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The New Rage in Kenyan Football!


Its FOREIGN COACHES! Well maybe its not so new but since, a Dutchman named Jan Koops brought total football to AFC Leopards leading the much storied club the top of the Kenya Premier League table, the demand for foreign coaches has spiked. I’m not just saying coaches who’s passports aren’t Kenyan, but non African, European wherever possible coaches. Let’s put aside the fact that over the past two seasons Ingwe have shelled out more money in revamping their squad and technical bench than pretty much the any single club in the rest of the league. Let’s put aside the fact that, together with their rivals Gor Mahia, they have been the best two clubs at turning the renaissance of Kenyan club football into massive gate receipts. Since the arrival of Koops, Gor Mahia, and the national team, Harambee Stars, have gone for foreign coaches and according to press reports Tusker FC and Sofapaka, both who recently sacked Kenyan coaches, will be looking abroad for replacement tacticians. The thing that strikes this blogger is that all these clubs have considerable financial clout, relative to the rest of the league. Sofapaka are backed by the personal fortune of Elly Kalekwa Gor and Ingwe have their massive fan bases and millions of shillings of corporate advertising it draws, whilst Tusker are literally owned by East Africa Breweries Limited, one of the largest corporations in the East Africa region. They unlike other teams in the league have the muscle to actually pursue foreign coaches and the attendant costs of sustaining them. Also these teams either have lengthy traditions of success (see Tusker, Ingwe and Gor winning 33? out 48? Kenya Premier League Titles between them) or have very imposed very high standards for success in the case of Sofapaka. The question now remains is that will these coaches bring the desired success to ties clubs through their sheer foreign-ness or is their something about the way coaches are developed out there that makes them worth the extra investment for clubs that can afford it?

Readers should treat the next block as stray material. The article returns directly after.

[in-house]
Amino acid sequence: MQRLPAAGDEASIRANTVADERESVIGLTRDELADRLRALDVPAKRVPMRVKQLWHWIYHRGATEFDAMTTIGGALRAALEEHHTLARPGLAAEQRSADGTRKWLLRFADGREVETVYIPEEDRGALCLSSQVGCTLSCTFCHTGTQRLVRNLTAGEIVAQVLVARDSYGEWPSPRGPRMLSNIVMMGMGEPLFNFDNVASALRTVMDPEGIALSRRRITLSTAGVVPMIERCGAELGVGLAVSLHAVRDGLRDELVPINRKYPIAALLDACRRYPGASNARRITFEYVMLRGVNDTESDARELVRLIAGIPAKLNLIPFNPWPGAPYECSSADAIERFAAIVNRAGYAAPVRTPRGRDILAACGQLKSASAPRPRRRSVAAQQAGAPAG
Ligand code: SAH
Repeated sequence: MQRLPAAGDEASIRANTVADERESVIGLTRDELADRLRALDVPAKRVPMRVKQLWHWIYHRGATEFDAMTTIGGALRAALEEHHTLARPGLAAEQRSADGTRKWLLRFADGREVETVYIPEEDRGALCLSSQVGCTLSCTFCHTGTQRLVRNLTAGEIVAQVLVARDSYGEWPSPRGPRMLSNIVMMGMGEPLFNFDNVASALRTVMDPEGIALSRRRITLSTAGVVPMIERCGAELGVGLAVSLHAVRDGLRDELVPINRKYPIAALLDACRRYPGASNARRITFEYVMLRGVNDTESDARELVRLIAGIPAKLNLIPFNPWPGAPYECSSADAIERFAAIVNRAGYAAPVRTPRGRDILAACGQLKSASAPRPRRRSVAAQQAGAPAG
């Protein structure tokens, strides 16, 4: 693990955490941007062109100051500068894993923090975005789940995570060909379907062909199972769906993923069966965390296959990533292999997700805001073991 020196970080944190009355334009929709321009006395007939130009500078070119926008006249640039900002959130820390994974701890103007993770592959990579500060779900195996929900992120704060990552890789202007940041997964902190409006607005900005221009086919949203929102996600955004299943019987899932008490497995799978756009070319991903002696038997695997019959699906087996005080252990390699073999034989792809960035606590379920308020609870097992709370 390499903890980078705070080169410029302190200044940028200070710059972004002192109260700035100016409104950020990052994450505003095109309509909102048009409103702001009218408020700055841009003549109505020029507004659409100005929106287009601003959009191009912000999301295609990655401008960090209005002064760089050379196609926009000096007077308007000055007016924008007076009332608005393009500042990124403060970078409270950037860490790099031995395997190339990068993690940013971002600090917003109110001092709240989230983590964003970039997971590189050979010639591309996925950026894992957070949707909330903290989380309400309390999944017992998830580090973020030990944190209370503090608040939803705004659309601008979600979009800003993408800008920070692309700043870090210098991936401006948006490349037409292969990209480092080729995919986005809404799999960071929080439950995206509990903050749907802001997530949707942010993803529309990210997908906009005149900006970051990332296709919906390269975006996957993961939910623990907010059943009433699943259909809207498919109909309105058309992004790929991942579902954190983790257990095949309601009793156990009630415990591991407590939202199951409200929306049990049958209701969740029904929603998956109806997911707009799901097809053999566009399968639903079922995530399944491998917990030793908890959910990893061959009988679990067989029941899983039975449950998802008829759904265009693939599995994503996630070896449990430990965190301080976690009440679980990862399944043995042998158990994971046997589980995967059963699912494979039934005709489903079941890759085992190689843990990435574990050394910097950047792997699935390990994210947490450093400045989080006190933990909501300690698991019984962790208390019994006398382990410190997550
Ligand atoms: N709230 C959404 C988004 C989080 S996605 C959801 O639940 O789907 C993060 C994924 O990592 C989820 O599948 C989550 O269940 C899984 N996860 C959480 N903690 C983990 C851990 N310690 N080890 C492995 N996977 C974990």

Gor 3 AFC 2


After two penalties and plenty of drama that was the result of the first league clash between the old firm in over two years.

The result takes Gor Mahia up to 6th in the 16 team Kenya Premier league with 6 points whilst Ingwe find themeselves rooted to the bottom of the table with only a single point from their 4 games.

Its good to know that despite the relative lack of strength of these two teams on the local scene, they can still serve up a feast of thrilling football when they collide on the pitch

The Big one is back


This weekend marks the first televised KPL matches of the season on Multichoice’s Supersport Select channel. (For those of you withe DSTV its should be one of those bonus channels on the Ku4 band though I am not 100% on that)

The big match on offer obviously is the encounter between Gor Mahia and AFC Leopards at 3pm (E.A.T) at the Coca Cola stadium. Given the events at World Hope Centre and he Coca Cola stadium’s unfortunate history with unruly mob I can only wish the stewards and match officials in charge of the fixtures on the day are at the top of their game

THE WHOLE OF AFRICA WILL BE WATCHING!

Same old same old…


Who would have guessed it. Within a week of Ingwe’s (AFC Leopards) epic return to top flight football the old spectre of match abndonments would not be far behind.

Their first match back in the KPL against the newly renamed Nairobi City Stars was abandoned in the 60th minute when the swollen crowd of Football fans brought down a perimeter fence surrounding the pitch with AFC Leopards trailing 1-0 to their hosts. The finger pointing is already in full force with Stadium officials at the World Hope centre in Kawangware blaming an influx of ‘illegal fans’ for the abandonment.

They say that they sold 2000 official tickets but there may have been more than 5000 people watching the game. Which leaves this blogger wondering, if there were official tickets, where did the other 3000 odd prove that they had a rights to access the ground?

Return of Ingwe


After 3 years in the Nationwide league the once mighty ‘Ingwe’ (AFC Leopards) clinched promotion back into the Premier League, finishing a point ahead of rivals Eldoret Mahakama, who ironically blew their chances when they were adjudged to have been responsible for the abandonment of their final league match against Compel F.C. by an arbitration tribunal.

This means that Kenyan Football’s most passionate club rivalry is back on the cards next season after Gor Mahia’s improved form in the second half of the season saw them pull well clear of relegation with a few weeks to spare.

Full details here.